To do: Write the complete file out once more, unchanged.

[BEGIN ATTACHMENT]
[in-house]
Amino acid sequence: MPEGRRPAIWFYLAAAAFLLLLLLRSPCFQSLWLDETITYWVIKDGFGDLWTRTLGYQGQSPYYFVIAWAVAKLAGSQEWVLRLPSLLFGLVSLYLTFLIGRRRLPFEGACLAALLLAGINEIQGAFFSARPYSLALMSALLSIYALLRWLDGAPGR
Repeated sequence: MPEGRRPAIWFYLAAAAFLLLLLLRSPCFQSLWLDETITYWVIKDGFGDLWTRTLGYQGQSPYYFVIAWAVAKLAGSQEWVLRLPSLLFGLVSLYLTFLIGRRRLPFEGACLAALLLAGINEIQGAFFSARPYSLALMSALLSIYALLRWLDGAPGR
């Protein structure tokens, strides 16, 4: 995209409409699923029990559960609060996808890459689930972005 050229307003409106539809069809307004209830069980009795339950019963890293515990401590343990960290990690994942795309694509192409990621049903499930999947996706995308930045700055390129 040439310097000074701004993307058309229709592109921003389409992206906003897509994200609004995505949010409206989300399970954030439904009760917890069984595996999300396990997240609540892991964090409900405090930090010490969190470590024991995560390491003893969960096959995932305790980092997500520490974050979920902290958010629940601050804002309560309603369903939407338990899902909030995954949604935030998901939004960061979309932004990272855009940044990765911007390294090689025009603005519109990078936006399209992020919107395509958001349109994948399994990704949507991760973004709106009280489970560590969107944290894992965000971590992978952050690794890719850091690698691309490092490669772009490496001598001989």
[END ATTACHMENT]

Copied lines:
[in-house]
Amino acid sequence: MPEGRRPAIWFYLAAAAFLLLLLLRSPCFQSLWLDETITYWVIKDGFGDLWTRTLGYQGQSPYYFVIAWAVAKLAGSQEWVLRLPSLLFGLVSLYLTFLIGRRRLPFEGACLAALLLAGINEIQGAFFSARPYSLALMSALLSIYALLRWLDGAPGR
Repeated sequence: MPEGRRPAIWFYLAAAAFLLLLLLRSPCFQSLWLDETITYWVIKDGFGDLWTRTLGYQGQSPYYFVIAWAVAKLAGSQEWVLRLPSLLFGLVSLYLTFLIGRRRLPFEGACLAALLLAGINEIQGAFFSARPYSLALMSALLSIYALLRWLDGAPGR
């Protein structure tokens, strides 16, 4: 995209409409699923029990559960609060996808890459689930972005 050229307003409106539809069809307004209830069980009795339950019963890293515990401590343990960290990690994942795309694509192409990621049903499930999947996706995308930045700055390129 040439310097000074701004993307058309229709592109921003389409992206906003897509994200609004995505949010409206989300399970954030439904009760917890069984595996999300396990997240609540892991964090409900405090930090010490969190470590024991995560390491003893969960096959995932305790980092997500520490974050979920902290958010629940601050804002309560309603369903939407338990899902909030995954949604935030998901939004960061979309932004990272855009940044990765911007390294090689025009603005519109990078936006399209992020919107395509958001349109994948399994990704949507991760973004709106009280489970560590969107944290894992965000971590992978952050690794890719850091690698691309490092490669772009490496001598001989």